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Be that true or not, it is a matter of a fact that it takes only a couple of seconds or maybe minutes to get a complete first impression about someone. One of the places where first impressions are extremely important are job interviews. There are two levels (sometimes only the second, in smaller systems) on which first impressions work in the job-searching world:
1. In the first circle(s) of selection, and especially if it is a massive response to the job opening, HR specialists are usually overcrowded with conversations. In that situation, first impressions play a very important role. When thy have a lot of potential candidates to process, recruiters tend to speed up the process as much as possible, and first impressions will play an important role there. Your posture, tone of voice, how you're dressed, your oratory skills etc. Those are just some of the things that recruiters process in their heads in the first couple of seconds, and in the lower circles of selection this first impression can often mean the difference between being called for next round of conversations or not. So try to sit up straight, be confident (but not over-confident because you can come off as ostentatious, and you do not want that); there is also a whole science of what kind of clothes to wear, and what different colors mean when you wear them to your interviews. Remember to be confident, maintain eye contact, but don't make it awkward, and set your eyes on the prize (job) even before you get into that meeting room.
2. Second level on which first impressions work in the job searching world are those in the final circles of recruitment, when there are fewer candidates left, and when it's usually the time to interview with the management of the company. Those are commonly people who are already seasoned in that line of work, and know exactly what they are looking for. That's where the first impression comes into play with them. It's not bad to do a little research, or ask around with people who work, used to work or know somebody who works at that particular company about some details in their job interviews.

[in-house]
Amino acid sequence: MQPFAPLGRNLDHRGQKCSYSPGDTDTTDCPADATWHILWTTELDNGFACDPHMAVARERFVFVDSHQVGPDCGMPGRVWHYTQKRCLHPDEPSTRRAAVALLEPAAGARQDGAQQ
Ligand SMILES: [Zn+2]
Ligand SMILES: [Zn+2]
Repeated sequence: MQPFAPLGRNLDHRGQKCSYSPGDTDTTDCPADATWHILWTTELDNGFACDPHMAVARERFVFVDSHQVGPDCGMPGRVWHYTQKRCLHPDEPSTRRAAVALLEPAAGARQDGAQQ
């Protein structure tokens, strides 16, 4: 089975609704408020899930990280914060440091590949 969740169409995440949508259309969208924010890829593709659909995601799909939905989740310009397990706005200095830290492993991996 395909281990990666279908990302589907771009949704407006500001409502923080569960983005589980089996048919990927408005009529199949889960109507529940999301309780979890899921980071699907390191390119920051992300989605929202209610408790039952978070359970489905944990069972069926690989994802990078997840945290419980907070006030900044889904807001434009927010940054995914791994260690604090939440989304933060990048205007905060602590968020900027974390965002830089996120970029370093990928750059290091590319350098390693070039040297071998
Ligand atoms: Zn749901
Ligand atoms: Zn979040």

There is, of course, a possibility to go a bit outside of these borders. For example, when I interviewed for one of my previous jobs, I was 100% sure that it is a complete match for me. All the things they wanted and all the things I wanted and knew coincided with each other perfectly. I was so overconfident in my knowledge that I came off a bit irritating to the people who interviewed me, which I found out later. My then boss told me, and this is an exact quote: "The choice came down from 300+ people to you and one girl, and you were a stronger candidate for the position; but my God how you went on my nerves in that conversation with your overconfidence and bragging, I was just half a step away from not hiring you."
Of course, if there are any skill tests in the process of getting that job, you can correct any mistakes you've made in an interview by excelling at those, and showing your professional traits, but most of the employers, in my experience, will often take even a bit weaker worker with better people skills and with higher likability as a person (which honestly makes me wonder how I got any jobs).
In conclusion - first impressions are more important than one might think, but often are not the crucial part of one's interview. Still, that doesn't mean you should by any case not pay enough attention to this particular part of the process. Be the best version of yourself for the first seven seconds, after that it's all smooth sailing.